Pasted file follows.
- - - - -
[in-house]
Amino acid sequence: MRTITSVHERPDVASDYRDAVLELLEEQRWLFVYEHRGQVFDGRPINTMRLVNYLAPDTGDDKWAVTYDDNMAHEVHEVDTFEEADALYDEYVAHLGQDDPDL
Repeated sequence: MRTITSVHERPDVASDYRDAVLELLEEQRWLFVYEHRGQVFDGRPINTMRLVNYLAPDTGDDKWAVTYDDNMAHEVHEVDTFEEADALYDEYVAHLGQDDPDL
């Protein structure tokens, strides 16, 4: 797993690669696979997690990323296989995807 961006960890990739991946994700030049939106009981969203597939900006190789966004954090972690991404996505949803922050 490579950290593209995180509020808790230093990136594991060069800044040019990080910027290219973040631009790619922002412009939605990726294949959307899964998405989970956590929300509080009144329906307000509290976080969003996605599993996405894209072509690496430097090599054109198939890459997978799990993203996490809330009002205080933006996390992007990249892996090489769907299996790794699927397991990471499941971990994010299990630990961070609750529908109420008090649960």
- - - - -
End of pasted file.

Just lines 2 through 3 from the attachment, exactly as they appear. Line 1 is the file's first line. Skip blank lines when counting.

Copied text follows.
Amino acid sequence: MRTITSVHERPDVASDYRDAVLELLEEQRWLFVYEHRGQVFDGRPINTMRLVNYLAPDTGDDKWAVTYDDNMAHEVHEVDTFEEADALYDEYVAHLGQDDPDL
Repeated sequence: MRTITSVHERPDVASDYRDAVLELLEEQRWLFVYEHRGQVFDGRPINTMRLVNYLAPDTGDDKWAVTYDDNMAHEVHEVDTFEEADALYDEYVAHLGQDDPDL